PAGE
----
Luring in the Seafood Crowd at Sandabs - Kristin Brownstone, Press Banner
If you're looking for fresh, innovative seafood without driving down to the coast, look no further than Sandabs Seafood and Wine Bar. A small pearl in the heart of Scotts Valley, Sandabs offers friendly, professional service and creative delicacies from the sea in a casual, unpretentious environment.
While reservations are recommended, our family managed to slip in easily on a Saturday evening. The night we went, patrons ranged in age from babies to 80-year-old leather-clad bikers. And while servers are neatly dressed in white oxfords and ties, (complimenting the white tablecloths), the atmosphere is hardly stuffy. Corrugated tin adorns the roof, serving to accentuate the din of conversation inside.
Upon being seated, our kids were immediately handed children's menus with crayons (thankfully) and a basket of sourdough and housemade parmesan lavash. The latter is delicious. We were clearly hungry, but these crispy little treasures disappeared before we'd even perused the menu. Other diners clearly have the same experience, as bags of lavash are available for takeout for $5.00.
The interior of Sandabs is small, intimate. Less than 20 tables comprise the establishment's two petite dining rooms. Separating the dining rooms is an interesting central area comprised of the cooking domain and one restroom on the left, and the cashier station, wine bar and dishwashing area on the right. It's a funky layout, but so are those of some of the best restaurants in cramped metropolitan areas, so it hardly matters.
My husband Andrew and I shared the whole leaf salad with blue cheese dressing ($6.95). The menu says “crispy romaine”, but we actually received fresh red and green lettuces which I found preferable. Chef Mickey Phelps' blue cheese dressing is spectacular. The cheese was so fresh and mellow, it was impossible to overdo as is the case with many types of blue cheese. The salad came loaded with crumbles of the cheese and a hefty pile of creamy dressing on the side. We foraged the table for extra bread remnants to mop up the substantial leftovers. The salad is large enough to split, especially with the optional bacon, but I'd opt for my own next time as it was too good to share.
I'll pause here for a moment to comment on the restroom. Conveniently located in the center of the activity (or inconveniently, depending on your perspective), the bathroom is especially pretty. Clearly a recent remodel, it sports granite counters, bronze fixtures, heavy disposable towels, and a giant vase of fresh tiger lilies. Non-essential touches of class. Back to the food........
Our dinner took a fair amount of time to arrive – apparently the restaurant was slammed with guests at the same time we arrived. The kids ordered from the children's menu – housemade cheesy pasta ($5.25) for one and chicken nuggets/fries ($5.75) for the other. Andrew chose the evening's special of macadamia-crusted ono which was served with mango salsa, mashed potatoes and lightly-sauteed vegetables. ($20.00). The zippy salsa offered a spicy kick, as it was peppered with fresh jalapenos and offered a nice contrast to the subtly-flavored fish. The fish was only the slightest bit dry, but this was tempered by the creamy mashed potatoes and citrusy-marinade.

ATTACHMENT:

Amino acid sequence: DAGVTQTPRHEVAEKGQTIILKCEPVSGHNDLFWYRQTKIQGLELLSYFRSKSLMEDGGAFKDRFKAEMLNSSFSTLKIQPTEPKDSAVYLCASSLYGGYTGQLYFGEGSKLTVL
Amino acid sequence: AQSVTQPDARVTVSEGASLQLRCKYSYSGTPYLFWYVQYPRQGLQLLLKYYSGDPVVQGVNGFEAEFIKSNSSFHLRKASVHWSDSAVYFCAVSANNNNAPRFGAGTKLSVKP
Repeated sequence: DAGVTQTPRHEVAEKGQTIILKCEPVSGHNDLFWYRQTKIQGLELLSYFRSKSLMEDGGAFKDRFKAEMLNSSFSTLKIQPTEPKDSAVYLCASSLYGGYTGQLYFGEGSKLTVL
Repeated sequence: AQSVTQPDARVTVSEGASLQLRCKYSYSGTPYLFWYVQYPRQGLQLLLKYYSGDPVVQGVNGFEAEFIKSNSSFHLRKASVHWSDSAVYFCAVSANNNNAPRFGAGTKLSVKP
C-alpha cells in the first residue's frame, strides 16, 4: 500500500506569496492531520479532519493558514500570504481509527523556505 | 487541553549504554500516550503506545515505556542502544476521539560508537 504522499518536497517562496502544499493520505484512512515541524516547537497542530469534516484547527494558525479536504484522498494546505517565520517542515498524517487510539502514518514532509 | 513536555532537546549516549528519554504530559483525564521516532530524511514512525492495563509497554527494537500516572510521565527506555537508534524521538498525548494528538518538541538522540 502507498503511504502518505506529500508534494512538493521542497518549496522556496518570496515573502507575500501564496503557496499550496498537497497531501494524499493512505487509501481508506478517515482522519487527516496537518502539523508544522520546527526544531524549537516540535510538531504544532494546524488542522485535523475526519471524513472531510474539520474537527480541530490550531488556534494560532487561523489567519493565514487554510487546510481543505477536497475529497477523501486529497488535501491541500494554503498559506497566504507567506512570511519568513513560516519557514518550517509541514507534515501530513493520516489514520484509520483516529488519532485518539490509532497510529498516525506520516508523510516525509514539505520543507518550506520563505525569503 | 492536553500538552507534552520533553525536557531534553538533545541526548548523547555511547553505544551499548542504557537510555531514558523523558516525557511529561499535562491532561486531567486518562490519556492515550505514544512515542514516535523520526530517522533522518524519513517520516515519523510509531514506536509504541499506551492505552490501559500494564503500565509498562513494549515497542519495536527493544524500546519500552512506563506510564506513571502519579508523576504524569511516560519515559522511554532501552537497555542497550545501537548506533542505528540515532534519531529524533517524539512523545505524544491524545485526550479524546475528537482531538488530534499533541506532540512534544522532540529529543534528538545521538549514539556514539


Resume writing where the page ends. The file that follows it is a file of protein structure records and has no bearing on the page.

I opted for the Fisherman's cioppino bowl ($15.50). The generously-portioned bowl came loaded with clams, mussels, scallops, white fish, and colossal shrimp nestled in a chunky tomato broth. Onions, celery, peppers, garlic and herbs combined to offer a wholesome, light and satisfying meal.
The friendly staff treated us well throughout the evening and were especially apologetic about the wait. The owner even paused his hectic activities at one point to scavenge for a blue crayon desperately required by my 8-year-old.
Typically demanding “something sweet” at the end of a meal, we were particularly fond of Sandabs' mini dessert options. In addition to traditional choices such as cheesecake, also available are mini portions of crème brulee and mousse. ($2.00 ea.) The night we were there, the choices were lavender or rosemary crème brulee and chocolate or lemon mousse. We chose all four. They're miniature after all! All four were delightful and afforded two good bites apiece for each member of the table. I particularly enjoyed the lavender crème brulee with the majority of its herbal kick in the glassy, burnt sugar on top. Underneath was a silky smooth custard. The chocolate mousse was also fabulous, offering up a dark, rich, cacao punch in such a small portion. The lemon mousse was equal in its tangy intensity.
Valley residents can happily boast a seafood establishment rivalling those elsewhere in the county. The question is, do we spread the word or keep it a secret? After all, sneaking in on a Saturday night without reservations is a pretty sweet deal. Chances are though, it won't last.
At A Glance
What: Sandabs Seafood and Wine Bar
Where: 11 Camp Evers, Scotts Valley, CA
When: Lunch Mon-Fri 11am-2pm; Dinner Mon-Sat 5pm-9pm